The Long, Bloody Strike For Ethnic Studies : Code Switch The largest public university system in the country, the Cal State system, just announced a new graduation requirement: students must take an ethnic studies or social justice course. But ethnic studies might not even exist if it weren't for some students at a small commuter college in San Francisco. Fifty years ago, they went on strike — and while their bloody, bitter standoff has been largely forgotten, it forever changed higher education in the United States.
NPR logo

The Long, Bloody Strike For Ethnic Studies

  • Download
  • <iframe src="https://www.npr.org/player/embed/899167279/899188238" width="100%" height="290" frameborder="0" scrolling="no" title="NPR embedded audio player">
The Long, Bloody Strike For Ethnic Studies

The Long, Bloody Strike For Ethnic Studies

The Long, Bloody Strike For Ethnic Studies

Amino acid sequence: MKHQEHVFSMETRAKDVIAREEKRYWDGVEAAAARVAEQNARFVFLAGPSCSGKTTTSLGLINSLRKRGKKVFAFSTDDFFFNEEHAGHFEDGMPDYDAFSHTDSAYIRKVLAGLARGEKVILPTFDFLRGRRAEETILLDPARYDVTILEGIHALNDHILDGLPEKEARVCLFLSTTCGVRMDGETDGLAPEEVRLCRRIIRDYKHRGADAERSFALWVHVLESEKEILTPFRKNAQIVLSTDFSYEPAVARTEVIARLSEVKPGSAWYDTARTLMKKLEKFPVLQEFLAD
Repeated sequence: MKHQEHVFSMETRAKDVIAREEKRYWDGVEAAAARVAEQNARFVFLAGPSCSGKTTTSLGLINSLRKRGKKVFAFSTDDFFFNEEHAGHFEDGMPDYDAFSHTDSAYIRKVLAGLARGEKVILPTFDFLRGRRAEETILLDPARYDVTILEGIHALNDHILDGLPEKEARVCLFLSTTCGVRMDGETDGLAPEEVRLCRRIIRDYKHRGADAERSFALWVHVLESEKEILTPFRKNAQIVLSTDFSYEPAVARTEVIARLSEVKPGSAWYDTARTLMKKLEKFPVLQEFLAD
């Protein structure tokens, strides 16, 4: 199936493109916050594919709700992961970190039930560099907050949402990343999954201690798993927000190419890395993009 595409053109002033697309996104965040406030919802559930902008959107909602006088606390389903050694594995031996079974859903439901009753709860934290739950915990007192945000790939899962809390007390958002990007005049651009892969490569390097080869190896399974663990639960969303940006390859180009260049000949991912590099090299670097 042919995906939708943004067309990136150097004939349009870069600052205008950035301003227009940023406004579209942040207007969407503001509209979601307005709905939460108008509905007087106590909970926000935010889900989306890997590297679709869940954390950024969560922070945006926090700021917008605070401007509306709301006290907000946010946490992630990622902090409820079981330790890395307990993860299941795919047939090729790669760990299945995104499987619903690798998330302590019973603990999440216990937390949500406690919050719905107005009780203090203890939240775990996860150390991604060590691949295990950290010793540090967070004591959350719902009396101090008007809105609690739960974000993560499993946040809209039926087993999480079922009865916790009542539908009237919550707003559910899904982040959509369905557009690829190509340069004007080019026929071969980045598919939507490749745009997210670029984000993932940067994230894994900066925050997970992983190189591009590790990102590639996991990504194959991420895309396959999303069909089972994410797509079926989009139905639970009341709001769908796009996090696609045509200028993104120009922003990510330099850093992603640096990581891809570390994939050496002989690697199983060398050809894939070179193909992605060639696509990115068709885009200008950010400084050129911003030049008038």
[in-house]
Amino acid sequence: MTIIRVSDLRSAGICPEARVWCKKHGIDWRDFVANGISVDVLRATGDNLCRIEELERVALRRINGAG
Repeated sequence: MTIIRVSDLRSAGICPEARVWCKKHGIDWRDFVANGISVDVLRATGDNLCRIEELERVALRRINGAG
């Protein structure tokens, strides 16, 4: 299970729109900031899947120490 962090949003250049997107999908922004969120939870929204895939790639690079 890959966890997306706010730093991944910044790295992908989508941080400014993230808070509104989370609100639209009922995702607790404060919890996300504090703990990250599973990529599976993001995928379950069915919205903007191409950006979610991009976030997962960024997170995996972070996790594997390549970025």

• Download
  • <iframe src="https://www.npr.org/player/embed/899167279/899188238" width="100%" height="290" frameborder="0" scrolling="no" title="NPR embedded audio player">

Lisa Rae Gutierrez was one of the students at San Francisco State who took part in the longest student strike in the nation's history fifty years ago. Shereen Marisol Meraji hide caption

toggle caption
Shereen Marisol Meraji

Lisa Rae Gutierrez was one of the students at San Francisco State who took part in the longest student strike in the nation's history fifty years ago.

Shereen Marisol Meraji

The largest public university system in the country, the Cal State system, just announced a new graduation requirement: students must take an ethnic studies or social justice course. But ethnic studies might not even exist if it weren't for some students at a small commuter college in San Francisco. Fifty years ago, they went on strike — and while their bloody, bitter standoff has been largely forgotten, it forever changed higher education in the United States.